News ≫ Sri Lanka’s central bank chief sees credit growth slowing

Sri Lanka’s central bank chief sees credit growth slowing

Aug 30, 2016
Facebook Twitter Google+ LinkedIn Email
By Shihar Aneez and Ranga Sirilal
Aug 30 Sri Lanka’s private sector credit growth will decelerate to 18 percent at the end of 2016 from more than 28 percent as the central bank’s policy tightening measures begin to bite, Governor Indrajith Coomaraswamy said on Tuesday.
Private sector credit growth edged up to a four-year high of 28.2 percent in June, which the central bank attributed to “a high intake of credit to the industry and services sectors” as well as “substantial growth in personal loans and advances”.
Figures for July have not been officially released by the central bank, but Coomaraswamy said that reading would also be higher than 28 percent.
“Our expectation is by the end of the year, given current policies and if the government’s fiscal outcome stays pretty much on track, then hopefully private sector credit growth will come down to 18 percent,” he told reporters in Colombo.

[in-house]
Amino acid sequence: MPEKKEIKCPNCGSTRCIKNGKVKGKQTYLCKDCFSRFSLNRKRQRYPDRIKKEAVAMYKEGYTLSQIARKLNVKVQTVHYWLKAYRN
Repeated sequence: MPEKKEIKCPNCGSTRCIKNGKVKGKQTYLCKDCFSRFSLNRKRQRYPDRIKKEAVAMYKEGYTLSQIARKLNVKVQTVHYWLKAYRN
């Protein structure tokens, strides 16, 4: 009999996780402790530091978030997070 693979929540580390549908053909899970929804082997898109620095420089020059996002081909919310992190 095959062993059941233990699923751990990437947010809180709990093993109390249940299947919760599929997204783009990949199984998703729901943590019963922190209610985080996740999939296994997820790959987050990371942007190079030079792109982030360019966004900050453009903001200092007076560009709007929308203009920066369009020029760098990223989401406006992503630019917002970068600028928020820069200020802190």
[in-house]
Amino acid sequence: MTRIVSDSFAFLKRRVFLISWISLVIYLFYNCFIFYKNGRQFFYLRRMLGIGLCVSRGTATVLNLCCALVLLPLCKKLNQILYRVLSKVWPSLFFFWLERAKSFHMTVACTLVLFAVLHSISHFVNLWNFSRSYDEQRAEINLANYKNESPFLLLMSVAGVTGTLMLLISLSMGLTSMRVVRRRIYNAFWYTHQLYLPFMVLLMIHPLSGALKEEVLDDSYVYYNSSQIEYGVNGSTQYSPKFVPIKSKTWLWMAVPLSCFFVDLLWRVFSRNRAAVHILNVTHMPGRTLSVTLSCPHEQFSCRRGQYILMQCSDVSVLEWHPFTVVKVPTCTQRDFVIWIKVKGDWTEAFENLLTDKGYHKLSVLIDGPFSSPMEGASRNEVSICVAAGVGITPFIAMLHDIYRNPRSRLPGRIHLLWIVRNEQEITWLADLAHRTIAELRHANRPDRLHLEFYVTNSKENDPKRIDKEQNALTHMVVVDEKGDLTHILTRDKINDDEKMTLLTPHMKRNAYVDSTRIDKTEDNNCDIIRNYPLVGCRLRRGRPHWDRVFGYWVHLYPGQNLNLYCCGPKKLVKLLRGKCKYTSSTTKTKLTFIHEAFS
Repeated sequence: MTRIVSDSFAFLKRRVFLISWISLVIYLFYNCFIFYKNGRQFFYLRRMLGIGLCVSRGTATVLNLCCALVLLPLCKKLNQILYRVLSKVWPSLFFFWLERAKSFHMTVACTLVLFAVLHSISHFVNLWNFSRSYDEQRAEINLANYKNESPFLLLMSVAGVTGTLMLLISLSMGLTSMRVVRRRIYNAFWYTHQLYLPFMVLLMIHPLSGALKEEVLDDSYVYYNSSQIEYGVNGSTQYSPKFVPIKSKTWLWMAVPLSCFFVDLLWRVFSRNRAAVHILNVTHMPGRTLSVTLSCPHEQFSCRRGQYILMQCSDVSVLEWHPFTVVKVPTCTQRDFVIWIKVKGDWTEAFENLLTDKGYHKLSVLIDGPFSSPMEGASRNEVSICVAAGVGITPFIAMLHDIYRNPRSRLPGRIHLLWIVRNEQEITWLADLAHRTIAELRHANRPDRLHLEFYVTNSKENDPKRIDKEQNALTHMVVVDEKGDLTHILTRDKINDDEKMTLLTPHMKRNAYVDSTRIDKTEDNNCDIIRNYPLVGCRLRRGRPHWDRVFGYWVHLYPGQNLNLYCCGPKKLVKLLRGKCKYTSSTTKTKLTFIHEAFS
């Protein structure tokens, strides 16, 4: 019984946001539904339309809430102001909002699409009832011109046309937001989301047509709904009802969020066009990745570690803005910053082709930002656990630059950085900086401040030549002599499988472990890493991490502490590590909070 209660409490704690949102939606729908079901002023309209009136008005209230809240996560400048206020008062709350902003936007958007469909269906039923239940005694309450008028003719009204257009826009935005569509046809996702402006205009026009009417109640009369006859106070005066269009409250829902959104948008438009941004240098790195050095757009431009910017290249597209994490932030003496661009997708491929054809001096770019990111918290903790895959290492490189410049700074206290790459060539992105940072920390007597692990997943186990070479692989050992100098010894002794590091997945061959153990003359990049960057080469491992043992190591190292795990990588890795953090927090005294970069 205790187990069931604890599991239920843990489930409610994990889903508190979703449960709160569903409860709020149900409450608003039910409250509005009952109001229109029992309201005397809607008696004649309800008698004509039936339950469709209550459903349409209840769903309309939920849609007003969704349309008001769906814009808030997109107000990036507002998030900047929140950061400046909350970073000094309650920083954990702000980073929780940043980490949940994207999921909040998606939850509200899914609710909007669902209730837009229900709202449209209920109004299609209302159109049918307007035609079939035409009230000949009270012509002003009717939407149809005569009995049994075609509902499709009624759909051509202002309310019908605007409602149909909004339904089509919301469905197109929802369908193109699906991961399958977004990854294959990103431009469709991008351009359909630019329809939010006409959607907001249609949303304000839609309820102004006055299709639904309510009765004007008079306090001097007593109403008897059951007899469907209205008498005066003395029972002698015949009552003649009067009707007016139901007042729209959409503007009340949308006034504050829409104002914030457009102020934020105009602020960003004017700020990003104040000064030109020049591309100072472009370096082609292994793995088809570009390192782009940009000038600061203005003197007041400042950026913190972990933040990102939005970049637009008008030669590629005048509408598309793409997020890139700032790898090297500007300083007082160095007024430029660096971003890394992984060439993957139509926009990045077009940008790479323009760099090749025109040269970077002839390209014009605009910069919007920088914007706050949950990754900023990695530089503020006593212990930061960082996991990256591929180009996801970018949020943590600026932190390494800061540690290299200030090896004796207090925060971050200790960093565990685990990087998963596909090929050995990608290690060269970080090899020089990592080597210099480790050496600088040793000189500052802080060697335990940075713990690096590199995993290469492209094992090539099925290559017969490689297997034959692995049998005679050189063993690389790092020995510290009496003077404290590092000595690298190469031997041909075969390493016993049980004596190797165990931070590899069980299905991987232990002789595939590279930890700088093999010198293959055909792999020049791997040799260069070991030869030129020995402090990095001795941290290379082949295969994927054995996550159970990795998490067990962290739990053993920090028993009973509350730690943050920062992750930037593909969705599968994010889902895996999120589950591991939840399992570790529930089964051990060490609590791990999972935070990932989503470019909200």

Asked about plans to raise indirect taxes, Coomaraswamy said it reflected the government’s “very limited fiscal space” and that it wanted private investments to play a bigger role in the development process.
“You have to balance out whether this is the time to be increasing certain direct taxes which might disincentivise some of the investment,” he said.
The government faces difficulties in trying to achieve its ambitious revenue and budget deficit targets this year after two Supreme Court ruling halted value-added tax hikes.
Coomaraswamy, who took over at the central bank in July, said the government will not be undertaking any more foreign borrowing this year.
Sri Lanka raised $1.5 billion last month with a dual-tranche sovereign bond and foreign investors have been buying up the island nation’s government securities since it agreed a $1.5 billion loan with the International Monetary Fund in June.
Asked if the currency is under upward pressure, the central bank chief said he didn’t think capital inflows had been of sufficient magnitude to exert too much pressure on the rupee.
He also said growth could be closer to 5.5 percent this year if the existing macroeconomic background holds.
Sri Lanka’s $82 billion economy grew 4.8 percent last year. (Reporting by Shihar Aneez and Ranga Sirilal; Editing by Catherine Evans)

Latest News